Malibu Bans Killer Toxins

The City of Malibu has joined Unincorporated Los Angeles County in banning toxic pesticides, including the anticoagulant rodenticides responsible for the death of three mountain lions this year. Activists continue to push for a statewide ban on this type of poison. Map courtesy of Poison-Free Malibu

The entire Santa Monica Mountains Coastal Zone will soon be poison free. Los Angeles County banned pesticides in the unincorporated Santa Monica Mountains in 2014 as part of its Local Coastal Plan (LCP). On December 9, the Malibu City Council voted unanimously to amend the Malibu LCP to also prohibit the use of pesticides, including anticoagulant rodenticide and herbicides like Round-Up.

Poison Free Malibu, the nonprofit organization founded by Malibu residents Kian and Joel Schulman, has sought a ban in Malibu since the death of mountain lion P-25 from rat poison in 2012. In a tremendous outpouring of support from the conservation community, the room was packed with supporters who gave more than four hours of testimony. Residents from Malibu, Topanga, Calabasas and Agoura Hills were joined by representatives from regional and national conservation and environmental advocacy organizations that included the National Resource Defense Council, the Center for Biological Diversity, the Mountain Lion Foundation, and the Coyote Project. Senator Henry Stern wrote a letter of support.

There was testimony like that of California Wildlife Center veterinarian Stephany Lewis, who brought images of her rescue organization’s wildlife patients incapacitated, dying and dead from rat poison and described the pain these animals suffer.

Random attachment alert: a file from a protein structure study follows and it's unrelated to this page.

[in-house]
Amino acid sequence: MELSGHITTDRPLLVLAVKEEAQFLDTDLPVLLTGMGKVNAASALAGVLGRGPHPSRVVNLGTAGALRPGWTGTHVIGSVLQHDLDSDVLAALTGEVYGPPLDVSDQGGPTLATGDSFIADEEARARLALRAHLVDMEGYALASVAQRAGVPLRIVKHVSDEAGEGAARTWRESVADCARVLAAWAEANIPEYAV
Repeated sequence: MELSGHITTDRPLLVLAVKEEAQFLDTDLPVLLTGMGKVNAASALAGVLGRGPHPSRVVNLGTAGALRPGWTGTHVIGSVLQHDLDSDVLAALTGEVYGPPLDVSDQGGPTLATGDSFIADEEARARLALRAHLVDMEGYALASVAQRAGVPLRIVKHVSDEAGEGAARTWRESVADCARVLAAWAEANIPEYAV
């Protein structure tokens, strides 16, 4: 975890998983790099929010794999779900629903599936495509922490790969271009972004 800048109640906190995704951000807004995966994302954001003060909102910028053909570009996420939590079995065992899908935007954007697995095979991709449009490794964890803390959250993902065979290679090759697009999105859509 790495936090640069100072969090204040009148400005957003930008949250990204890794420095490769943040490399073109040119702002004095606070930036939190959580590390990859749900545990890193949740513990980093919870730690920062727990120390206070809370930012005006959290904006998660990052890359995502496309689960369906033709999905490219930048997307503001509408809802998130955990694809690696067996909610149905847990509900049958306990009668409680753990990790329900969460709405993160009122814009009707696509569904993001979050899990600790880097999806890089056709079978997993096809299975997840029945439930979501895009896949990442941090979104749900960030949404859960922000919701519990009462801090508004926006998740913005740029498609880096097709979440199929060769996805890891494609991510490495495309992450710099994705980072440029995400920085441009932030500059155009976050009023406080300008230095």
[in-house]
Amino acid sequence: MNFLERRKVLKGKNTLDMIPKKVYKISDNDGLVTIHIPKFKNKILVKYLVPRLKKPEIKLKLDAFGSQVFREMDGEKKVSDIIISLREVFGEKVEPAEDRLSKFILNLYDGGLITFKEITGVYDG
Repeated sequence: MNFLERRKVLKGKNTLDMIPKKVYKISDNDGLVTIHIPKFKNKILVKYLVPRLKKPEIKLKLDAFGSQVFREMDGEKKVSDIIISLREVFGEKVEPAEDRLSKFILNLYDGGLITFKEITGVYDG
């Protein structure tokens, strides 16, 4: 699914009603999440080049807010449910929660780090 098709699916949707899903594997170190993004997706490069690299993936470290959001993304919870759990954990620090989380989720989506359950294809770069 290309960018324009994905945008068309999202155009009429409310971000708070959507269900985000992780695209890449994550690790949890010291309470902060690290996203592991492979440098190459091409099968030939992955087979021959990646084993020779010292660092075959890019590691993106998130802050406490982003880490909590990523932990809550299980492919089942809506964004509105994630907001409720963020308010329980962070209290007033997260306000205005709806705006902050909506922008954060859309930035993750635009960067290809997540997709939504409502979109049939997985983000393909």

A cadre of environmental attorneys from various organizations explained that the Coastal Act gives the Coastal Commission the legal right to regulate pesticides in the coastal zone, and that Malibu could safely amend its LCP without fear of legal reprisal from the pesticide industry. Concern over the potential for legal liability caused an earlier city council to postpone enacting a citywide ban on pesticides, opting instead to limit the ban to city parks and property. 

“This has to happen,” Mayor Pro Tem Mikke Pierson said. “If it ends up in some sort of lawsuit we’ll go there. This means everything.”

“What we have tonight is an opportunity to do something,” said Malibu Mayor Karen Farrer at the end of public comments. “Now is the time to stop kicking this can down the road.”

The council voted unanimously to approve the LCP amendment, but the mayor made a special request to the audience.

“We have a larger battle going on at the state level,” she said, referring to AB1788, a bill to ban some of the most toxic rodenticides. “We need to keep working on that, applying pressure. Anyone who has contacted us, please extent that to the state level. Send your letters to Assemblymember Richard Bloom, send them to Governor Newsom. That’s how things happen.”


Suzanne Guldimann

Suzanne Guldimann is an author, artist, and musician who lives in Malibu and loves the Santa Monica Mountains. She has worked as a journalist reporting on local news and issues for more than a decade, and is the author of nine books of music for the harp. Suzanne's newest book, "Life in Malibu", explores local history and nature. She can be reached at

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